Dental Medications (cont.)
Annette (Gbemudu) Ogbru, PharmD, MBA
Dr. Gbemudu received her B.S. in Biochemistry from Nova Southeastern University, her PharmD degree from University of Maryland, and MBA degree from University of Baltimore. She completed a one year post-doctoral fellowship with Rutgers University and Bristol Myers Squibb.
In this Article
- Introduction to dental medications
- Medications used to control pain and anxiety
- Medications used to treat dental infections
- Other dental medications
Antibiotics such as penicillin and amoxicillin (Amoxil) are used for a variety of infections that may result after dental procedures. Erythromycin (Benzamycin, Emgel, Ery, Ilotycin, Staticin) is usually prescribed when patients have allergies to penicillin or amoxicillin (Amoxil).
Clindamycin (Cleocin HCL) often is used in the treatment of serious infections caused by susceptible anaerobic bacteria and hence are effective for dental abscesses in bone and soft tissue that doesn't respond adequately to penicillin or erythromycin.
Chlorhexidine (marketed as Peridex, PerioChip, and PerioGard amongst others) is an antibiotic used to control plaque and gingivitis in the mouth, or in periodontal pockets (the space between your gum and tooth). Chlorhexidine comes as a chip, which is used as an adjunct to scaling and root planing procedures for reducing the depth of pockets around the teeth in patients with adult periodontitis or as a rinse, which provides antimicrobial activity between dental visits.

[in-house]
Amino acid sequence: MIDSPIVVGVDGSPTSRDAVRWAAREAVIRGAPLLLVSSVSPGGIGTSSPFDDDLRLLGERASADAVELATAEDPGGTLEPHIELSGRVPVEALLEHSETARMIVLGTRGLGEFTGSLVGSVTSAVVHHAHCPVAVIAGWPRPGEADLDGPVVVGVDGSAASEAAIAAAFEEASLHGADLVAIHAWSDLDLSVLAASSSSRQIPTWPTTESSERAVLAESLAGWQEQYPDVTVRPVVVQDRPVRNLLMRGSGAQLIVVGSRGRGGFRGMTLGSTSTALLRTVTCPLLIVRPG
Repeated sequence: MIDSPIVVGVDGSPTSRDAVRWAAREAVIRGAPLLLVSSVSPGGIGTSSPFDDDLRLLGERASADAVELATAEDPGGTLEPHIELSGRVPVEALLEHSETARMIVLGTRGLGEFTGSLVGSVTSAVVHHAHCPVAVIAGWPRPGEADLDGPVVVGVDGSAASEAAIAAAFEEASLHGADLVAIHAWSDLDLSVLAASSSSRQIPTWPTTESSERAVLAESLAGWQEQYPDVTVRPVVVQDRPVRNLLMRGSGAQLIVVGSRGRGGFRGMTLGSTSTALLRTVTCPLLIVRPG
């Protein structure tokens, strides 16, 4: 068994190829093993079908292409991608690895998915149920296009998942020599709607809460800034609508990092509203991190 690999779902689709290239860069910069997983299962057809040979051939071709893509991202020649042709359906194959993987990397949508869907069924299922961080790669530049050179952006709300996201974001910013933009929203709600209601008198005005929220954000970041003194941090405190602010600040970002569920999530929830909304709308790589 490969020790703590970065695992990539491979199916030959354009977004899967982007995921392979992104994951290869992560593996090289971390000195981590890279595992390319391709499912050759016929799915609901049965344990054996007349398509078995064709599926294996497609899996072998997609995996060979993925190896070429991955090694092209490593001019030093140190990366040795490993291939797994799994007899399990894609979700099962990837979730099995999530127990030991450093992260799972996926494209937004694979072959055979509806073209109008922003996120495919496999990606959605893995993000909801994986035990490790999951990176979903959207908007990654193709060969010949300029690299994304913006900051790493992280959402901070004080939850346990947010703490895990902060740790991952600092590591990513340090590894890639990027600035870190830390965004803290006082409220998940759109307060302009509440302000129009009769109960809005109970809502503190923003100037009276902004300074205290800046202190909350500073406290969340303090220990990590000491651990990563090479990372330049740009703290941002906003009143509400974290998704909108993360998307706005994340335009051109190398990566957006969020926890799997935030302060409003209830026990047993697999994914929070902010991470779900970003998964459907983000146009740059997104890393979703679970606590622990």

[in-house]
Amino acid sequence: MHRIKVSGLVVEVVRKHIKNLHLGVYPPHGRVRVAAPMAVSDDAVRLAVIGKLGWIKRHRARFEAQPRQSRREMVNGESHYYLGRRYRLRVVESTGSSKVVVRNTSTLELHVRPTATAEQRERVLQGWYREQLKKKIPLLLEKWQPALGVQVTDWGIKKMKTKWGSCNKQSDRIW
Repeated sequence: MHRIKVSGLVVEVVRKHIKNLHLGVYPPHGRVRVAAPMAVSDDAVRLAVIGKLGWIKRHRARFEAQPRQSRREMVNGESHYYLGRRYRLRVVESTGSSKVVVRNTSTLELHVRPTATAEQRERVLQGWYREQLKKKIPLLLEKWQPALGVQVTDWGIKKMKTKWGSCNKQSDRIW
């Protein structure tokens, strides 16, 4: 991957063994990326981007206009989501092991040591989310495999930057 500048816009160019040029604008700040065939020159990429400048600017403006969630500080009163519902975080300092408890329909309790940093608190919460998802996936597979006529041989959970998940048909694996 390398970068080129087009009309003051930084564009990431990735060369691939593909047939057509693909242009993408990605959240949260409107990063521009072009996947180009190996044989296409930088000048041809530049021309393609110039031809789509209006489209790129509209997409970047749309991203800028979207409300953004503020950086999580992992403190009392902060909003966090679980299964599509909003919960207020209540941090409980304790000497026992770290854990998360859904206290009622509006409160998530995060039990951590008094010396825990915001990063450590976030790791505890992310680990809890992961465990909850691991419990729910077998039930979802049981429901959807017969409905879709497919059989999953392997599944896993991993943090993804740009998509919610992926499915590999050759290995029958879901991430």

Tetracyclines, such as doxycycline (marketed as Atridox) is used to help treat periodontal disease.
Another use of antibiotics in dentistry is for preventing bacteria that are always present on the surface of tissues around teeth from spreading into the blood. This is especially important in patients with some types of defective or artificial heart valves since blood-born bacteria have a tendency to settle on the valves and cause serious infections. The antibiotics may be given orally, intramuscularly, or even intravenously. They usually are begun immediately before the dental surgery and are continued for no more than a few doses, for example, less than a day or so.
Note: Chlorhexidine may cause staining of the tooth, tooth filling, and dentures or other mouth appliances. Tetracycline use during tooth development phases (from the last half of pregnancy through eight years of age) may cause permanent discoloration (yellow, gray, brown) of teeth.
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